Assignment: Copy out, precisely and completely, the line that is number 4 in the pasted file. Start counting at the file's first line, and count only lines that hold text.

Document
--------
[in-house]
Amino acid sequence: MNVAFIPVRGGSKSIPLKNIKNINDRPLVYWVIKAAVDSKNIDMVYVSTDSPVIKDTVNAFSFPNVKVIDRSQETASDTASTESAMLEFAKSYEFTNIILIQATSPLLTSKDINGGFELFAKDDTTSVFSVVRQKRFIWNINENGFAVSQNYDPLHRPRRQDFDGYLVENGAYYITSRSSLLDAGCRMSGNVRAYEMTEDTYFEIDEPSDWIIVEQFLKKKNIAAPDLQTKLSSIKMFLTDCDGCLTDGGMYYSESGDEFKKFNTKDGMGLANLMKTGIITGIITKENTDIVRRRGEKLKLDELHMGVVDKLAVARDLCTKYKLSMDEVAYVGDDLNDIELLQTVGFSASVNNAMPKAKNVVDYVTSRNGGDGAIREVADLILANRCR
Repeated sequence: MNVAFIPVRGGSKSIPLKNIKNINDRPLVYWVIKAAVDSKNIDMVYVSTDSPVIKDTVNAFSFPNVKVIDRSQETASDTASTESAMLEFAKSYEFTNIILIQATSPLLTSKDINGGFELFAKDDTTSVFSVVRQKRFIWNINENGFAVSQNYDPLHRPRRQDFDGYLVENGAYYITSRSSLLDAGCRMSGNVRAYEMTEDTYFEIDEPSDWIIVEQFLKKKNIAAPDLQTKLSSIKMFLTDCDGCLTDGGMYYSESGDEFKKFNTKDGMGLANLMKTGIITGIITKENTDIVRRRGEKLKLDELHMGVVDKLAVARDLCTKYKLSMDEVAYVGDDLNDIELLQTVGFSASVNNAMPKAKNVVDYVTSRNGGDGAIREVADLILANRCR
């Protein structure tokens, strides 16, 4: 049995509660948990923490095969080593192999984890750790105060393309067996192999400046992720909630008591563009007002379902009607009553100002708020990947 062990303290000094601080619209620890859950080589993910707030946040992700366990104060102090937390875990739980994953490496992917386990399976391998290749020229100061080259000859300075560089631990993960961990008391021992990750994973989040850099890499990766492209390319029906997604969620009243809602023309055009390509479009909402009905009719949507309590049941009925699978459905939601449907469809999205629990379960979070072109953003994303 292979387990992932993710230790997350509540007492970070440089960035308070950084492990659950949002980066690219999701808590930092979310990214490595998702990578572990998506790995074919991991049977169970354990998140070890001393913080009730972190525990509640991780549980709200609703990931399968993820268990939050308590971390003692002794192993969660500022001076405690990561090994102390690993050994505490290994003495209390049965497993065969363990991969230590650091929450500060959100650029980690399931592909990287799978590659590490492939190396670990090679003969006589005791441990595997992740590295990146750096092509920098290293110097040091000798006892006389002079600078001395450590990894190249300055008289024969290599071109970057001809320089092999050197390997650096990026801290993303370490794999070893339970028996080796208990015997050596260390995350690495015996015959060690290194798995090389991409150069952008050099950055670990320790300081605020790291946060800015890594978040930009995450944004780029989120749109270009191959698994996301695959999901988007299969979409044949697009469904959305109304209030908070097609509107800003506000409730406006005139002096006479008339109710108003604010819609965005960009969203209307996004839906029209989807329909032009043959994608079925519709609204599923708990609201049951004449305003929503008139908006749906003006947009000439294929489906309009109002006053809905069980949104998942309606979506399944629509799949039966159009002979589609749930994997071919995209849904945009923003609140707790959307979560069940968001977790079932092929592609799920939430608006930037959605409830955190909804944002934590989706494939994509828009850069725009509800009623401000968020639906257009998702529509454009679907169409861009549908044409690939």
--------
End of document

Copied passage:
């Protein structure tokens, strides 16, 4: 049995509660948990923490095969080593192999984890750790105060393309067996192999400046992720909630008591563009007002379902009607009553100002708020990947 062990303290000094601080619209620890859950080589993910707030946040992700366990104060102090937390875990739980994953490496992917386990399976391998290749020229100061080259000859300075560089631990993960961990008391021992990750994973989040850099890499990766492209390319029906997604969620009243809602023309055009390509479009909402009905009719949507309590049941009925699978459905939601449907469809999205629990379960979070072109953003994303 292979387990992932993710230790997350509540007492970070440089960035308070950084492990659950949002980066690219999701808590930092979310990214490595998702990578572990998506790995074919991991049977169970354990998140070890001393913080009730972190525990509640991780549980709200609703990931399968993820268990939050308590971390003692002794192993969660500022001076405690990561090994102390690993050994505490290994003495209390049965497993065969363990991969230590650091929450500060959100650029980690399931592909990287799978590659590490492939190396670990090679003969006589005791441990595997992740590295990146750096092509920098290293110097040091000798006892006389002079600078001395450590990894190249300055008289024969290599071109970057001809320089092999050197390997650096990026801290993303370490794999070893339970028996080796208990015997050596260390995350690495015996015959060690290194798995090389991409150069952008050099950055670990320790300081605020790291946060800015890594978040930009995450944004780029989120749109270009191959698994996301695959999901988007299969979409044949697009469904959305109304209030908070097609509107800003506000409730406006005139002096006479008339109710108003604010819609965005960009969203209307996004839906029209989807329909032009043959994608079925519709609204599923708990609201049951004449305003929503008139908006749906003006947009000439294929489906309009109002006053809905069980949104998942309606979506399944629509799949039966159009002979589609749930994997071919995209849904945009923003609140707790959307979560069940968001977790079932092929592609799920939430608006930037959605409830955190909804944002934590989706494939994509828009850069725009509800009623401000968020639906257009998702529509454009679907169409861009549908044409690939």